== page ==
President Obama had been seeking ways to circumvent the 1996 welfare work requirements since coming to office, according to a 2009 memo released Tuesday by Representative David Camp (R–MI) and Senator Orrin Hatch (R–UT).
“From the first year the Obama Administration took power, it was trying to find any legal and policy justification to permit the weakening of welfare reforms that demand work in exchange for government benefits,” said Hatch in a press release on Tuesday. “They used states’ desire for flexibility as a stalking horse to justify this massive executive branch power grab.”
Last July, Obama’s Department of Health and Human Services released an official policy directive effectively gutting work requirements from the successful welfare reform of 1996. The Administration claimed it was simply responding to states’ requests for flexibility to implement innovations. However, the memo released Tuesday shows that the White House was actively looking to waive the work requirements much earlier—and that the Administration “sought authority to waive much more than just work requirements.”
“I’ve been more than a little skeptical of the Obama Administration’s argument that they were purely responding to the needs of the states when they unilaterally chose to undermine welfare work requirements, and this memo confirms my skepticism,” said Hatch.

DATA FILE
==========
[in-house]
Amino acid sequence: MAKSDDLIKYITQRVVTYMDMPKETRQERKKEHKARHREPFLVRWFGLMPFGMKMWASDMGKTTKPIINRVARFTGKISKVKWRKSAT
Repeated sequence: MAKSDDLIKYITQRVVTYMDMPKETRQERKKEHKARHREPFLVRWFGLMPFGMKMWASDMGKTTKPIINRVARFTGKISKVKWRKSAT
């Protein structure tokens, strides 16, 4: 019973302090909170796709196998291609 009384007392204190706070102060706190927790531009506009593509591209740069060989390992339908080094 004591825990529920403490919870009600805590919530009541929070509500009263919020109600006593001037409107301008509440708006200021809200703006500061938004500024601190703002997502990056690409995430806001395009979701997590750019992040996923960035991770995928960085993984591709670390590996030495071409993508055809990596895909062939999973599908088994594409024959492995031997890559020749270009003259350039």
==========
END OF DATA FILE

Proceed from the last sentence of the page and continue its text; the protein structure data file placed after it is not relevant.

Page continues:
Under the guise of providing states greater “flexibility” in operating their welfare programs, the Obama Administration now claims the authority to weaken or waive the work requirements that are at the heart of welfare reform. But Congress intended that those requirements be absolutely mandatory in all instances and specifically withheld any authority to weaken or waive them. Waiving the work requirements that are at the center of the 1996 welfare reform is…a violation of the President’s constitutional obligation to “take care that the laws be faithfully executed.”
Waivers are not innovation, but they do go against the letter and intent of one of the most successful social reforms in recent U.S. history. After work requirements were put into place, welfare rolls dropped by half, poverty among female-headed homes with children declined by 30 percent, and child poverty rates among African-Americans dipped to their lowest levels in history. Temporary Assistance to Needy Families rolls remain 57 percent below pre-reform levels despite the 2007 recession.
“The welfare work requirement was part of the overwhelmingly successful 1996 welfare reforms that led to more work and earnings and less poverty and dependence,” said Camp. “It is clear that from the outset of his presidency, President Obama and his advisors searched for ways to increase benefits and disconnect them from work.”
Instead of destroying the successful bipartisan work requirements of 1996, President Obama and Congress should seek ways to transform the current 80 means-tested welfare programs into vehicles of opportunity, not dependence.